Even when I had to get a procedure at an out-of-network facility, it was covered as in-network, because I was referred there by a Kaiser doctor.
posted by spinifex23 at 4:16 PM on August 8, 2020

You can also buy supplemental cancer insurance. My wife did this when her sister was diagnosed with breast cancer at age 32. Ten years later, when my wife was also diagnosed with breast cancer, the cancer insurance kicked in. She has excellent health insurance through her employer and paid almost nothing out of pocket, but the cancer insurance still paid her directly for each procedure / test. She made about $10k on having cancer. For someone with less excellent primary insurance, this could be a good way to recoup some expenses. But ultimately, yeah, move to Canada.
posted by coppermoss at 6:18 AM on August 10, 2020

Like others have said, if you have good insurance you should be okay because that's what it's for and insurance covers you when you're sick.

Long term care costs, however, can really add up as I learned when my late father had a stroke. He had great insurance, which covered everything from ER, ICU and a week in the hospital. Since my dad was a senior, Medicare took over for costs for rehab. BUT, unless the patient is making 'enough' progress Medicare would only cover 21 days of rehab (we appealed for more time and lost).

From the insurer's POV my dad wasn't sick enough to need hospital care and from Medicare's POV my dad wasn't making enough progress in rehab for them to cover the costs. Since my dad had too many assets to qualify for MediCal, everything after the 21 days is out-of-pocket. He still needed 24-hour care from his paralysis and significant cognitive impairments. Where we live, skilled nursing facilities are about $400/night and rehab was about $1000/wk. In-home group or private care also ran 8k to 12k / month.

So, even though insurance would cover his visit to the ER or required tests, I was on the hook for everything else. Most folks cannot afford 10k/month for 24hr care for their loved ones and I heard so many stories and saw some really sad conditions for low-end private-pay group care.

My dad didn't have long-term care insurance, but I did some research and basically learned that if you have investments/nest egg then long-term insurance doesn't usually make sense. After what I went though with his insurance/care, I would really do my research with any kinda long term care insurance.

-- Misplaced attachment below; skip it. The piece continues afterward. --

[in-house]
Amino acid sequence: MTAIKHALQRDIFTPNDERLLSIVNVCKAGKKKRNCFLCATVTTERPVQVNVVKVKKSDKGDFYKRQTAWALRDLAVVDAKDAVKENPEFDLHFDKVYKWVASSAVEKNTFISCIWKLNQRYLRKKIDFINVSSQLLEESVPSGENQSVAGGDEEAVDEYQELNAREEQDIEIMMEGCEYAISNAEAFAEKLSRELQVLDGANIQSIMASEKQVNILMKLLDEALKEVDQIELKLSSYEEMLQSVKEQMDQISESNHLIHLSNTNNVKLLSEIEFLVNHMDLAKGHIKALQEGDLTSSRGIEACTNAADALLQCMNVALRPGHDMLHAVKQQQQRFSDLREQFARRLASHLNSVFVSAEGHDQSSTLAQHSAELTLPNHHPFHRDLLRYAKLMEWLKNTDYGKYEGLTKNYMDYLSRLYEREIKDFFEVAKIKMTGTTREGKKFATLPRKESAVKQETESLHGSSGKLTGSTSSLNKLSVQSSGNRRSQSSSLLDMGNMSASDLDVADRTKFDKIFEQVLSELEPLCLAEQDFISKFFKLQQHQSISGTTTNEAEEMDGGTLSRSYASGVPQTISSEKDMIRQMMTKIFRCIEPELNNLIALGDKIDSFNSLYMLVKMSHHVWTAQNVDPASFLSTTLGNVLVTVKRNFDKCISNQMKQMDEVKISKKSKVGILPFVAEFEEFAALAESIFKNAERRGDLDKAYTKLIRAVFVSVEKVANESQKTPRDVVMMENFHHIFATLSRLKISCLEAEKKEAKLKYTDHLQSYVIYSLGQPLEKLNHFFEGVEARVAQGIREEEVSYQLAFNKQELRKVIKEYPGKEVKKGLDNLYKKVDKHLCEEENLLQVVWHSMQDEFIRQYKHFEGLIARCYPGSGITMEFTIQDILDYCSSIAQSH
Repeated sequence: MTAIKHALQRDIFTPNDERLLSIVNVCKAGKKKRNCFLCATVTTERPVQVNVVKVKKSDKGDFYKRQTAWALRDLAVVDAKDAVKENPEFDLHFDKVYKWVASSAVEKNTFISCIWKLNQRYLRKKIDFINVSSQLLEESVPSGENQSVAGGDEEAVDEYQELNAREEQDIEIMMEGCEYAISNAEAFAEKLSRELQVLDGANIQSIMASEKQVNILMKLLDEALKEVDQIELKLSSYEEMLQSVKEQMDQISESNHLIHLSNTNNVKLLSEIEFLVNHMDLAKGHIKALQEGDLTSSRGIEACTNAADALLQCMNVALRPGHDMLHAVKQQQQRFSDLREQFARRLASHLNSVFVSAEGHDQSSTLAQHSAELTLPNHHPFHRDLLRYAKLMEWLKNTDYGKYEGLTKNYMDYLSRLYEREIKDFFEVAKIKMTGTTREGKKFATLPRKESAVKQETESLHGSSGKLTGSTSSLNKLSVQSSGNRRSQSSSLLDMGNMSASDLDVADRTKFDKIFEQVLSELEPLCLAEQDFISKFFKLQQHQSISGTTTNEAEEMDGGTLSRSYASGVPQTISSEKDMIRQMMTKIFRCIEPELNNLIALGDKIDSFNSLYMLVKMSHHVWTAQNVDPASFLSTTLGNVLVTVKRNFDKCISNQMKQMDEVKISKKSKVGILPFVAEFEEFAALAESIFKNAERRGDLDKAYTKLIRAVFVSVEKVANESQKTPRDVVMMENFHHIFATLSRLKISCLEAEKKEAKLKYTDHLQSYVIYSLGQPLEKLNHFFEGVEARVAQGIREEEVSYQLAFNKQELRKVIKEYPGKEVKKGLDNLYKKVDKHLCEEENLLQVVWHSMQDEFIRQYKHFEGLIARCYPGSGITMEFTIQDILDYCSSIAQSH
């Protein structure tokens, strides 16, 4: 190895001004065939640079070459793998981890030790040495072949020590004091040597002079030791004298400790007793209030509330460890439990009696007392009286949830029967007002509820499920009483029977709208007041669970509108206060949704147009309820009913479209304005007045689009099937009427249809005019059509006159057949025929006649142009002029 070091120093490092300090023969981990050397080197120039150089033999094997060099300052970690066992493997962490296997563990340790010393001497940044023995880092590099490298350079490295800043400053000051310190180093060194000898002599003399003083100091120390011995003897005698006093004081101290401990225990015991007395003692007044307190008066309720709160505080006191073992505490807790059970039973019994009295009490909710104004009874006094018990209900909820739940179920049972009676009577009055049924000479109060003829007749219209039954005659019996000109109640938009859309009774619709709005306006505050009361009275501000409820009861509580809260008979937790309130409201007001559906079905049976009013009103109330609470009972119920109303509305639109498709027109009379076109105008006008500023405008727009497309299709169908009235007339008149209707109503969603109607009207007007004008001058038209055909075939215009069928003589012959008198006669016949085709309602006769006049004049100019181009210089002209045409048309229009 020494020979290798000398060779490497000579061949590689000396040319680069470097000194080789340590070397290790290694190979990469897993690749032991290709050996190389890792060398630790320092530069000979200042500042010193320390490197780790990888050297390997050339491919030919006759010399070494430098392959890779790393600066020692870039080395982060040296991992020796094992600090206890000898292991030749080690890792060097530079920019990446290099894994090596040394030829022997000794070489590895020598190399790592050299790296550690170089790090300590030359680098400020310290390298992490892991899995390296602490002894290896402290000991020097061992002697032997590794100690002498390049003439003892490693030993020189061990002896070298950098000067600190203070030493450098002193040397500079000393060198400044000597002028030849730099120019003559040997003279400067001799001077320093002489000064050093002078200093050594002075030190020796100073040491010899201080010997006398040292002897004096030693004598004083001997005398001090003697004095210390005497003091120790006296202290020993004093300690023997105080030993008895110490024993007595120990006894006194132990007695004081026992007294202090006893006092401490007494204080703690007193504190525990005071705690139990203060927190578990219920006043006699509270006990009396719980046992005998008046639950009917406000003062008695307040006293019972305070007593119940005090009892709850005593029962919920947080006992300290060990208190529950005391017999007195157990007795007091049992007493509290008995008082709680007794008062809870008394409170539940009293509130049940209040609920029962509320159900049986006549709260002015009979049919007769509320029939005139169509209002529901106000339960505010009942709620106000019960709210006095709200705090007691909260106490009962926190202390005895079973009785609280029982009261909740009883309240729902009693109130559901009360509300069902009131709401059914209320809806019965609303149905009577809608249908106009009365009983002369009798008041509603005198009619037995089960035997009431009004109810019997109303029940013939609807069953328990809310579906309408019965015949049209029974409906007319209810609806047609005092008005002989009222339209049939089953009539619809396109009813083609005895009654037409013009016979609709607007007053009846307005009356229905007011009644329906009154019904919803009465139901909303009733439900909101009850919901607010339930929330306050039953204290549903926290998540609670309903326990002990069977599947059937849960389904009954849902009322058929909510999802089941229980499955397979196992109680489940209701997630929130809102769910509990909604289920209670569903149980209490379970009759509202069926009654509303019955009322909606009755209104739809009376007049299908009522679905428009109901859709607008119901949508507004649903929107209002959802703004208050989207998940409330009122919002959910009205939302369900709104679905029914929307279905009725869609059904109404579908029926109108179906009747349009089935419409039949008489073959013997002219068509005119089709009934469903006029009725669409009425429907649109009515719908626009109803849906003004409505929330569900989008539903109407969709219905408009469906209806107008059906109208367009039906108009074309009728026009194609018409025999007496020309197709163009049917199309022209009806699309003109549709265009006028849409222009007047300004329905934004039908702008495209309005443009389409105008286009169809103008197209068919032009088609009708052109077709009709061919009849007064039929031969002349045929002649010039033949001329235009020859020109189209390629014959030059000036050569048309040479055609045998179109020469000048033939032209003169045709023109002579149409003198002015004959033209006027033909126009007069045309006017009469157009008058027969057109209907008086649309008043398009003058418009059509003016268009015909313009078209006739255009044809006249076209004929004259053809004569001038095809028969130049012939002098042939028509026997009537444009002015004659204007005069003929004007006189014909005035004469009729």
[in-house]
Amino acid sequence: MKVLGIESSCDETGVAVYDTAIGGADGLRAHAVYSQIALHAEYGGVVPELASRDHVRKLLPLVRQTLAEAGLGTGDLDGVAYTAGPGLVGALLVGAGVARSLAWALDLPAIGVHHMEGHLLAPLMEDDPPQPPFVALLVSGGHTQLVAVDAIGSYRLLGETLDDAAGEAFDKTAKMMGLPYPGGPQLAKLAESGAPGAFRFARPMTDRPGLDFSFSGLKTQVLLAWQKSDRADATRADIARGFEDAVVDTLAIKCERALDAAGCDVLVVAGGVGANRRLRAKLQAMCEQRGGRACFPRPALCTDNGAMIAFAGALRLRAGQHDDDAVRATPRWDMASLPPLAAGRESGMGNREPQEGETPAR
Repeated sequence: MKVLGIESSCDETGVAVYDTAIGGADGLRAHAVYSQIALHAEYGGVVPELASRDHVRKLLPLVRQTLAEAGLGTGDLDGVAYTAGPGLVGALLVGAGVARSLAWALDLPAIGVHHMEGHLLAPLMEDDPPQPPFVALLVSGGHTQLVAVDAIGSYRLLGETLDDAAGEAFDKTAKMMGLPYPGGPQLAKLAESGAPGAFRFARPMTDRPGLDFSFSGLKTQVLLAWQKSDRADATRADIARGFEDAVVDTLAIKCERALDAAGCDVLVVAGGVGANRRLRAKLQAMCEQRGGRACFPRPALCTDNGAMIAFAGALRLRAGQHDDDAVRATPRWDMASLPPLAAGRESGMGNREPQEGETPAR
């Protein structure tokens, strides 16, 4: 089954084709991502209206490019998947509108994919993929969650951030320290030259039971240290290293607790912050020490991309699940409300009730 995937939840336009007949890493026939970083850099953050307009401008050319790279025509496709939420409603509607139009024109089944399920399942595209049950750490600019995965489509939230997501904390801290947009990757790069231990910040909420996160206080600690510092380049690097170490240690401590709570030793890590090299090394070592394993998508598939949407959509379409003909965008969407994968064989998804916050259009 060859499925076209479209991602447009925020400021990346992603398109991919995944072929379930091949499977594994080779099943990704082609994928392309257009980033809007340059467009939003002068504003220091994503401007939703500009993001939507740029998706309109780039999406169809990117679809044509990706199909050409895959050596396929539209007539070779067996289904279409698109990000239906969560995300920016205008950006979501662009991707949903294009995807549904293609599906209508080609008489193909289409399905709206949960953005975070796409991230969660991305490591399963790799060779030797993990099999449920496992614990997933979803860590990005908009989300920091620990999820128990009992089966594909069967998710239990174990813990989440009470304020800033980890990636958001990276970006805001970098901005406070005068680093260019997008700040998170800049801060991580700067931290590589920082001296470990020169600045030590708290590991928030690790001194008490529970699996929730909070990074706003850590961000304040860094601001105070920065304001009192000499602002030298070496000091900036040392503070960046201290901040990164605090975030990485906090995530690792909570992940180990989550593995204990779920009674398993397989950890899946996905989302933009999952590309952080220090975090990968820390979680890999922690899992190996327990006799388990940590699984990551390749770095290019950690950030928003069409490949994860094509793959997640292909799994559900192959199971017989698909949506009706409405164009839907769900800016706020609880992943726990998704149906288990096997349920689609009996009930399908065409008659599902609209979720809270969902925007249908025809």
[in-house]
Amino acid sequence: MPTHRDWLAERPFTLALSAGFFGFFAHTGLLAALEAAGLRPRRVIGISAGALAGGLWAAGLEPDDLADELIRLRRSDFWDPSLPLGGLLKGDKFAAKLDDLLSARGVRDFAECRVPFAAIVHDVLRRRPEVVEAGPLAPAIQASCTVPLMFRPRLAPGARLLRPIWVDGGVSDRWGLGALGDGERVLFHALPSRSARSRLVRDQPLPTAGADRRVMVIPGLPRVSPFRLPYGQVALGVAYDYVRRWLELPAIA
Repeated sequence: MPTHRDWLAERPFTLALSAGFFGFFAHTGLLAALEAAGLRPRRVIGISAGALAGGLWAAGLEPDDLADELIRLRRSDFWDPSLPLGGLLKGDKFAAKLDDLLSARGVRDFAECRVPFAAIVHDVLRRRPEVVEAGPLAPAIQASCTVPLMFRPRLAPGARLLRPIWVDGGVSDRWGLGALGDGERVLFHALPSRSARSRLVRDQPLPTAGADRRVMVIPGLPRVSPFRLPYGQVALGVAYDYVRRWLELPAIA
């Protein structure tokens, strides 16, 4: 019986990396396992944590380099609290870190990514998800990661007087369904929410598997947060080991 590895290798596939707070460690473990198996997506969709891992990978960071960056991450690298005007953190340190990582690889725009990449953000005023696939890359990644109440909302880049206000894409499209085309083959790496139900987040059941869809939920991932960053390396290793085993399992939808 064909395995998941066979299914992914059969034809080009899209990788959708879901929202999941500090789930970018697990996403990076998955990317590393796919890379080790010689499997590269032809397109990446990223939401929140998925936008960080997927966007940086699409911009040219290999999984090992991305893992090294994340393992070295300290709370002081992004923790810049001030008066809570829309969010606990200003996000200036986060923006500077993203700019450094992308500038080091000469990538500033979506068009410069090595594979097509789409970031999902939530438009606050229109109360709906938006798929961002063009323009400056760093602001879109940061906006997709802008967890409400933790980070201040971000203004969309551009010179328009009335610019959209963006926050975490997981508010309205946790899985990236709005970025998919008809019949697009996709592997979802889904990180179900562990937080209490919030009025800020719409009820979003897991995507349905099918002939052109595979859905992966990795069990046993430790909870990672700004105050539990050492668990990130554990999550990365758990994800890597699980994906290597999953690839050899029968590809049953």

posted by homesickness at 10:18 AM on August 10, 2020

My suggestion is to talk with a financial advisor who is a fiduciary. Being a fiduciary means they have to look after your best interests. They should be able to help set up whatever is needed to protect your assets from a variety of possibilities.
posted by tman99 at 11:35 AM on August 10, 2020

First, allay your fears. Medical coverage for people with money (you) is not that expensive in the US. That's why rich peopled don't want to change it! It is not universally asset-destroyingly expensive!!!!!!!!!

I have friends who have had stage 2 cancer and now a friend is on the heart transplant list, and the expenses are simply not that high. There are out of pocket maximums, and since you can change coverage every year in the US, there is no need to load up on unnecessary medical coverage.

Heart transplant guy: $10k in total medical costs this year. Hasn't gotten a new heart yet, so this may be ongoing for a few years.
I had ankle surgery and my wife had a surgery + reconstruction on her nose for cancer: $7000 out of pocket.

Yeah, these examples aren't cheap by any means, but they aren't going to destroy a family's assets.

Not only that as you get old, you get Medicare. My inlaws have had several surgeries and out of pocket costs for the year are less than mine!

If you are that concerned, open a HSA. That will save up money over many years to pay for medical expenses.

Once you are really old and may have to pay for nursing home care, then you need a financial plan for that. But not everyone needs it.
posted by The_Vegetables at 2:32 PM on August 10, 2020